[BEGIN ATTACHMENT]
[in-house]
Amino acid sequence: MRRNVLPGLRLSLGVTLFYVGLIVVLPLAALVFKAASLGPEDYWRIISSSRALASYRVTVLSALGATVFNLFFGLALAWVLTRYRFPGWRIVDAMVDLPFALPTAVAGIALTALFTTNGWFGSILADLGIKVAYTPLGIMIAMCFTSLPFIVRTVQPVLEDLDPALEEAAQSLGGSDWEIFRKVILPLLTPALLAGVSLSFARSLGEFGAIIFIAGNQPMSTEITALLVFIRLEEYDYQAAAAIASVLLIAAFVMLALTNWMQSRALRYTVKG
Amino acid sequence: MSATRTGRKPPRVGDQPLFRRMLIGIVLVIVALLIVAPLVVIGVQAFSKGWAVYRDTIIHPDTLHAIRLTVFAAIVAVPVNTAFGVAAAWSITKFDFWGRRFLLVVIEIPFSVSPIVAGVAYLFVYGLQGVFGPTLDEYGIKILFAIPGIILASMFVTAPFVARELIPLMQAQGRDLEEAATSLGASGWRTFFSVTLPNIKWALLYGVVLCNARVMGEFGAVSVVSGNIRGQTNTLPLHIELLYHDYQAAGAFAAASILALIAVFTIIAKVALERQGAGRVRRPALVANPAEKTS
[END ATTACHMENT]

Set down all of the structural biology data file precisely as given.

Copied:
[in-house]
Amino acid sequence: MRRNVLPGLRLSLGVTLFYVGLIVVLPLAALVFKAASLGPEDYWRIISSSRALASYRVTVLSALGATVFNLFFGLALAWVLTRYRFPGWRIVDAMVDLPFALPTAVAGIALTALFTTNGWFGSILADLGIKVAYTPLGIMIAMCFTSLPFIVRTVQPVLEDLDPALEEAAQSLGGSDWEIFRKVILPLLTPALLAGVSLSFARSLGEFGAIIFIAGNQPMSTEITALLVFIRLEEYDYQAAAAIASVLLIAAFVMLALTNWMQSRALRYTVKG
Amino acid sequence: MSATRTGRKPPRVGDQPLFRRMLIGIVLVIVALLIVAPLVVIGVQAFSKGWAVYRDTIIHPDTLHAIRLTVFAAIVAVPVNTAFGVAAAWSITKFDFWGRRFLLVVIEIPFSVSPIVAGVAYLFVYGLQGVFGPTLDEYGIKILFAIPGIILASMFVTAPFVARELIPLMQAQGRDLEEAATSLGASGWRTFFSVTLPNIKWALLYGVVLCNARVMGEFGAVSVVSGNIRGQTNTLPLHIELLYHDYQAAGAFAAASILALIAVFTIIAKVALERQGAGRVRRPALVANPAEKTS